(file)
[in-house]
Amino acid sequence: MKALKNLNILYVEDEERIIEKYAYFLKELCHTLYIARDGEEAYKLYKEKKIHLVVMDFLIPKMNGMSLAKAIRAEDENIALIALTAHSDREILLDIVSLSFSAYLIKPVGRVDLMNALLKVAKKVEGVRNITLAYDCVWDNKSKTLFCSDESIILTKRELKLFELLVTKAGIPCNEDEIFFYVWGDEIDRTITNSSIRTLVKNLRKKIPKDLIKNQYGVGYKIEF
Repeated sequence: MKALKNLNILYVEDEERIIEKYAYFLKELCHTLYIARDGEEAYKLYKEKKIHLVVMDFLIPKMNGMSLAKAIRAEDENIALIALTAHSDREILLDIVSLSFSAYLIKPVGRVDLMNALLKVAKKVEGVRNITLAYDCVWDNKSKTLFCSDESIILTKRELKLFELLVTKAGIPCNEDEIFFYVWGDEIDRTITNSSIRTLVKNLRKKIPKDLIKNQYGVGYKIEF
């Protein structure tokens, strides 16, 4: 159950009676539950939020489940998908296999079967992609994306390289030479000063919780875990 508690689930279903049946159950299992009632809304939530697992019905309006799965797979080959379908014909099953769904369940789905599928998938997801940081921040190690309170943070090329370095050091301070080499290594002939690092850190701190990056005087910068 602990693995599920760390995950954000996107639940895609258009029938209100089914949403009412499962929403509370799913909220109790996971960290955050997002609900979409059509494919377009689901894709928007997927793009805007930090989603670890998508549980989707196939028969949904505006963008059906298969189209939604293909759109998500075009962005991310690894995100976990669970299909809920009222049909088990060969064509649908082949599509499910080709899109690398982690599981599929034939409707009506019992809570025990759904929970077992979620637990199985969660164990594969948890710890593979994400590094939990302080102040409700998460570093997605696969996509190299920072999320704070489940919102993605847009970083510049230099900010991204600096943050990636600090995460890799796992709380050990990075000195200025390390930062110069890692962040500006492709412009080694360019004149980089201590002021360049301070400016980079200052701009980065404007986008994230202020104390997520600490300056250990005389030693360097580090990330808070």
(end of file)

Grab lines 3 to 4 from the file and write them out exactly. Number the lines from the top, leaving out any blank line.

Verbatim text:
Repeated sequence: MKALKNLNILYVEDEERIIEKYAYFLKELCHTLYIARDGEEAYKLYKEKKIHLVVMDFLIPKMNGMSLAKAIRAEDENIALIALTAHSDREILLDIVSLSFSAYLIKPVGRVDLMNALLKVAKKVEGVRNITLAYDCVWDNKSKTLFCSDESIILTKRELKLFELLVTKAGIPCNEDEIFFYVWGDEIDRTITNSSIRTLVKNLRKKIPKDLIKNQYGVGYKIEF
């Protein structure tokens, strides 16, 4: 159950009676539950939020489940998908296999079967992609994306390289030479000063919780875990 508690689930279903049946159950299992009632809304939530697992019905309006799965797979080959379908014909099953769904369940789905599928998938997801940081921040190690309170943070090329370095050091301070080499290594002939690092850190701190990056005087910068 602990693995599920760390995950954000996107639940895609258009029938209100089914949403009412499962929403509370799913909220109790996971960290955050997002609900979409059509494919377009689901894709928007997927793009805007930090989603670890998508549980989707196939028969949904505006963008059906298969189209939604293909759109998500075009962005991310690894995100976990669970299909809920009222049909088990060969064509649908082949599509499910080709899109690398982690599981599929034939409707009506019992809570025990759904929970077992979620637990199985969660164990594969948890710890593979994400590094939990302080102040409700998460570093997605696969996509190299920072999320704070489940919102993605847009970083510049230099900010991204600096943050990636600090995460890799796992709380050990990075000195200025390390930062110069890692962040500006492709412009080694360019004149980089201590002021360049301070400016980079200052701009980065404007986008994230202020104390997520600490300056250990005389030693360097580090990330808070």